Cuban Minister Leaves a Door Open to American’s Release
Cuban Minister Leaves a Door Open to American's Release
By RANDAL C. ARCHIBOLD
Published: September 23, 2011
A week after an effort to gain the release of an American jailed in Cuba
ended in recriminations, the Cuban foreign minister said Friday that the
door remained open to free him on humanitarian grounds, but only with a
reciprocal effort from the United States.
In an interview with editors and reporters at The New York Times,
Foreign Minister Bruno Rodríguez Parrilla said his country was still
seeking closer ties with the United States, suggesting that the two
sides start with subjects on which they should be able to find common
ground most easily — fighting drug trafficking, terrorism and threats to
the environment, to name a few.
"It's in the best interest of the U.S. and Cuba to move ahead on the
normalization of bilateral relations," Mr. Rodríguez said.
One of the more contentious issues roiling relations right now is the
dispute over Alan Gross, a State Department contractor serving a 15-year
sentence in Cuba for distributing satellite equipment under an American
program aimed at weakening the Cuban government.
Last week, Bill Richardson, the former governor of New Mexico and
American diplomat, questioned whether Cuba really wanted warmer
relations with the United States as he bitterly left Cuba without Mr.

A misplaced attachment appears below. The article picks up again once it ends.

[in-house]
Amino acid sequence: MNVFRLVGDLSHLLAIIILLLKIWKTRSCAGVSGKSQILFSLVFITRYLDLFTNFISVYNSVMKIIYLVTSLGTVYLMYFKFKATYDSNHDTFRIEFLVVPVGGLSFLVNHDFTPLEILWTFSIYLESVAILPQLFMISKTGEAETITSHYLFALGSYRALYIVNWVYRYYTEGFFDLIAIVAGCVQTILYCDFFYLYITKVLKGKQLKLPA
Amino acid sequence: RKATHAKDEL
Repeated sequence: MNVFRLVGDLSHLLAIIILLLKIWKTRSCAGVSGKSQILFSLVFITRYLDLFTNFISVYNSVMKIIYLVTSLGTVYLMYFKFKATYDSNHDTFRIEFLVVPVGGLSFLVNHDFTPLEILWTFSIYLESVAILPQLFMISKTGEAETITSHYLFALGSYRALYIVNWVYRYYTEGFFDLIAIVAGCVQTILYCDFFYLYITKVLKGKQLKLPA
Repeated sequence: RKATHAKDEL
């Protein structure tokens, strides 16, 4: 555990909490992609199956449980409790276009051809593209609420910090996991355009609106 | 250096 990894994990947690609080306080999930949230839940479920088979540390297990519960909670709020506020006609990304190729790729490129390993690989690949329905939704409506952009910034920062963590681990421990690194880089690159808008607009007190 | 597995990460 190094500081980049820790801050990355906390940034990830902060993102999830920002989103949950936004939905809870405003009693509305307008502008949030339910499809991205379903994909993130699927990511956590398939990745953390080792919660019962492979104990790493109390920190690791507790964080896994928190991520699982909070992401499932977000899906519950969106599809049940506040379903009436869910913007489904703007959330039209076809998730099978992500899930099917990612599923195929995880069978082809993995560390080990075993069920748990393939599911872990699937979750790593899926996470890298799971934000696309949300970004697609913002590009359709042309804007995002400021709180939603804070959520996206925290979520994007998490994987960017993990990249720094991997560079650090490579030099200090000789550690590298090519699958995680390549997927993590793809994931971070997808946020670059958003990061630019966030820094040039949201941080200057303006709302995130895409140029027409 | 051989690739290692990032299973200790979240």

Gross or even a chance to visit him.
But Mr. Rodríguez, without being explicit, suggested that Cuba and the
United States could find mutual humanitarian gestures to end the stalemate.
"I do not see any way in which we can move on towards a solution of the
Mr. Gross case but from a humanitarian point of view and on the basis of
reciprocity," he said.
Mr. Rodríguez declined to say what he had discussed with Mr. Richardson,
but he said that all topics between the two nations remained open to
discussion, including the return of one or all of the Cuban Five, men
serving prison sentences in the United States on espionage charges.
"I can tell you the agenda submitted to the U.S. government — and I
reiterate here it is still on the table — included the topic of the
Cuban Five, although we understand that as it is an element related to
justice, it is also of a humanitarian character."
He said President Obama could pardon them "as a humanitarian act, which
would be appreciated by their mothers, wives and the entire Cuban people."
Still, Mr. Rodríguez later said he was not linking the Gross case to the
Cuban Five, and he took pains to keep the Gross affair separated from
the five decades of hostility and diplomatic tit-for-tat that has
defined Cuban and United States relations.
"I believe that establishing a link between pending bilateral issues to
a humanitarian solution in the case of Mr. Gross is a mistake," he said,
later adding, "it is not right to merge this with political issues or
add it to the bilateral agenda, which is quite hefty already."
The State Department, too, prefers no link between Mr. Gross and the
Cuban Five. William Ostick, a spokesman, said the case of the Cuban Five
and Mr. Gross "are not comparable."
"We will continue to use every available diplomatic channel to press for
his immediate and unconditional release," he said.